When little Jem was first brought to the hospital, it was in a carriage with liveried servants.
His father was a mill-owner in Pennsylvania, and Jem was an only child. He had the largest room in the private ward.
His parent’s brought the boy fruit, flowers, and books. “Please take them to that cripple in the next room, and to children in the free wards, with my love—little Jem Bruce’s love,” he would say, raising himself in bed, with flushed cheeks and shining eyes.
In two months he recovered and went away, but two years afterward Mrs. Bruce brought him back. She was dressed in black, and asked for a cheap room. Mr. Bruce, I heard, was dead, and had left his widow little money.
Jem’s knee was worse than ever, but what a cheery, happy fellow he was! He soon learned the story of all the patients in the neighboring rooms, as he had done before. And when his mother brought him a bunch of pinks or a basket of apples, he would eagerly divide them.
“Maybe they will make some one feel happier just for a minute,” he would say, with his rare smile.
His right leg was taken off at the knee. Then I lost sight of Jem for three or four years. Last winter he applied for admission to the free ward. His mother was dead. The disease had appeared in the other leg some months before. Jem had been supporting himself by typewriting, but was now no longer able to work.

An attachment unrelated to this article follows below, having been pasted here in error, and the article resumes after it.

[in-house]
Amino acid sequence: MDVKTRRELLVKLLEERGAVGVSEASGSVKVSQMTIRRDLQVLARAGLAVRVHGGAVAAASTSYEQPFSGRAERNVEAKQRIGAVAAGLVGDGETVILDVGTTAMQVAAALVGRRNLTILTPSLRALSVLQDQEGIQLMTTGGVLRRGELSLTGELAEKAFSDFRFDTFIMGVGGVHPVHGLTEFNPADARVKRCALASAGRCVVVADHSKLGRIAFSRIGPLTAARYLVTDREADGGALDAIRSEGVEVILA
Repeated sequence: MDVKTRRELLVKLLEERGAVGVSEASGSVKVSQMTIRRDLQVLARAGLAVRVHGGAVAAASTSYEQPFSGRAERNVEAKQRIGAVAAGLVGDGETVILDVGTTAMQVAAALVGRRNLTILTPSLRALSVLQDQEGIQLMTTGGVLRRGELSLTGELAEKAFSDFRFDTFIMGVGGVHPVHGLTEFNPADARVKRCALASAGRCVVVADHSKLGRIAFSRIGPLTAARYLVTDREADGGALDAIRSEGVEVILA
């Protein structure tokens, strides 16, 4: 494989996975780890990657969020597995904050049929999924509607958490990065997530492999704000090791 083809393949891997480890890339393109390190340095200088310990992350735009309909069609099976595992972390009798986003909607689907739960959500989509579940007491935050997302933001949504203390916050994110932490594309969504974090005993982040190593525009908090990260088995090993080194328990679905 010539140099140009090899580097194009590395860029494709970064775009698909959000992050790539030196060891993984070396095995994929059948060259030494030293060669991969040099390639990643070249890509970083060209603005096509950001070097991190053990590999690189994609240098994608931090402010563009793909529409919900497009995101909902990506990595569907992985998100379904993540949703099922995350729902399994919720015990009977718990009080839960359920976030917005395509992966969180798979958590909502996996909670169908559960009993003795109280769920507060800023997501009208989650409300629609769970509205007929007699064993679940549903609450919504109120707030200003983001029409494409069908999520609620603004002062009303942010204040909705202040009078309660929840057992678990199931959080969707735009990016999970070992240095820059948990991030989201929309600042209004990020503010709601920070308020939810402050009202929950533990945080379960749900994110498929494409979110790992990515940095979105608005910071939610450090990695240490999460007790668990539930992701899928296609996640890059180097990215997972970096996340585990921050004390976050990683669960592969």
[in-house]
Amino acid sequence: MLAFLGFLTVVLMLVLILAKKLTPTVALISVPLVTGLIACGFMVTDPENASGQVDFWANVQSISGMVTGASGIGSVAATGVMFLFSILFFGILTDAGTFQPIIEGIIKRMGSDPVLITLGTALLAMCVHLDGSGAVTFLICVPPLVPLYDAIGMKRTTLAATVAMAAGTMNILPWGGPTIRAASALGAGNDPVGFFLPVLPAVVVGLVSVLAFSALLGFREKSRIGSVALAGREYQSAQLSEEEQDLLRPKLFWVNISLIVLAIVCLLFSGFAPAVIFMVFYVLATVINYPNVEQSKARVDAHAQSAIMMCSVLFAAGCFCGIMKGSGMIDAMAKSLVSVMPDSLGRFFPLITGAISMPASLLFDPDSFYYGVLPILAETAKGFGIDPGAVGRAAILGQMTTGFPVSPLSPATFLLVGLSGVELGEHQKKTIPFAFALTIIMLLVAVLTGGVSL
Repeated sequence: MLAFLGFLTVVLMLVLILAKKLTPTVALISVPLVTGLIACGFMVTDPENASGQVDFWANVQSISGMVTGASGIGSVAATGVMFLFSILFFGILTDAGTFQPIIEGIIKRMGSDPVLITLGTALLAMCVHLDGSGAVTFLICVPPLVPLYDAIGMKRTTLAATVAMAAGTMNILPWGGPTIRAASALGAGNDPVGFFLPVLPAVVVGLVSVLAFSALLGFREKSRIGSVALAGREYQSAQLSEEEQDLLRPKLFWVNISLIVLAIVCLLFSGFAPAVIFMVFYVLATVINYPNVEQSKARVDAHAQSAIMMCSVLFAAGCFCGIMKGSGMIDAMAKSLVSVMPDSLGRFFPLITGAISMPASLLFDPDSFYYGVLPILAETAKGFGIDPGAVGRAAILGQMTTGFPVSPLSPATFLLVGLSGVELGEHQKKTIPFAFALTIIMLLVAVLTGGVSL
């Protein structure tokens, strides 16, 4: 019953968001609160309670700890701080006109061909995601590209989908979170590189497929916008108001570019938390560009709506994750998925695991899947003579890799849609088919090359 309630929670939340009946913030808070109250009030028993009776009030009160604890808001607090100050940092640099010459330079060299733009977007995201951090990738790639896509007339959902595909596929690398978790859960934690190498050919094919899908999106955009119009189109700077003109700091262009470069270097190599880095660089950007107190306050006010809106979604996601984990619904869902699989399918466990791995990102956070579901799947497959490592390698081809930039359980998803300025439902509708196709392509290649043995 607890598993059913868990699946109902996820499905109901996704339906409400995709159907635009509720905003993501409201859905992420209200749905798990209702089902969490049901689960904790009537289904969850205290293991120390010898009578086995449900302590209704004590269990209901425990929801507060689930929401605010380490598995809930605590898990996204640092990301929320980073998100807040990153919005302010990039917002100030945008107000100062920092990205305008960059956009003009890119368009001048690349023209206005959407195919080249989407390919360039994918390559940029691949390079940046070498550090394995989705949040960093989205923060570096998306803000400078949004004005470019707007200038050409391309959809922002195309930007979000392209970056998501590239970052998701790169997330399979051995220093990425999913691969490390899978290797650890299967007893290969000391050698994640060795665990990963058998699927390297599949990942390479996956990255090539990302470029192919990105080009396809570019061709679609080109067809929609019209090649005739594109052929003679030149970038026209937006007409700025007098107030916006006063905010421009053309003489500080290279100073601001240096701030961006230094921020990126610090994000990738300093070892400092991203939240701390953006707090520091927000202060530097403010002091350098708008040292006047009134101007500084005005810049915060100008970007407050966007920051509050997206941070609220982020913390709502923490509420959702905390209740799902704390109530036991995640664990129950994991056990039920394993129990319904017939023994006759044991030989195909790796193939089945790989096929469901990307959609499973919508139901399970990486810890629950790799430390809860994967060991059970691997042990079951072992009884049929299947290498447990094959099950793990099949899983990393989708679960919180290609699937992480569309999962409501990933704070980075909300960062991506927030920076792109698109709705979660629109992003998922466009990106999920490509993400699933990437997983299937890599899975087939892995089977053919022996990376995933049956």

He met me as if I had been his old, dear friend, —as indeed, I was, —and then hobbled round the wards to see if he knew any of the patients, stopping to laugh and joke and say some kind word at each bed.
The doctors amputated the other leg that day. It was the only chance for his life, but in a week they knew that it had failed.
“Make the boy comfortable,” the surgeon said to me; “it is all that can be done for him now.”
Jem knew the truth from the first. But he never lost courage. This was his bed (pointing to the middle one of a long row of white cots in the great ward). He learned to know all the men, and took keen interest in each case.
When Johnny Royle died, Jem took out the few dollars remaining in his pocket, and gave them to me. “They’re for his little children,” he whispered. “They have nothing.” And when old Peter was discharged, cured, he came to Jem’s bed to say good-bye as if he had been his brother. Jem wrung his hand, and said: “Take my overcoat, Peter; yours is gone, and—I’ll never need mine again.” He waved his hand, and cheered feebly as Peter went away.
He had nothing left to give now—I think that cut him sharply, but one day he began to sing. He had a remarkable voice, clear and tender; it would force the tears to your eyes. Every head in the ward was turned to listen. That delighted Jem. “I can sing for them occasionally,” he said, “if the doctors will allow it.”
So, whenever it was possible, Jem’s sweet voice was heard, sometimes in a humorous song, sometimes in a hymn. I used to think he was at heaven’s gate when he sang those hymns. But one morning his voice was gone, and before night everyone in the ward knew he was dying. The patients were silent, many of them crying, for they all loved the boy. He died at sundown, sitting up in bed, leaning against my shoulder. He glanced around the ward, and they nodded, and smiled.
“Give them,” he whispered, then stopped, remembering, poor child, that he had nothing to give. Then he said, suddenly, aloud, his eyes brightening, “Give them my love—Jem Bruce’s love.”
Taken from The Youth’s Instructor, January 29, 1903.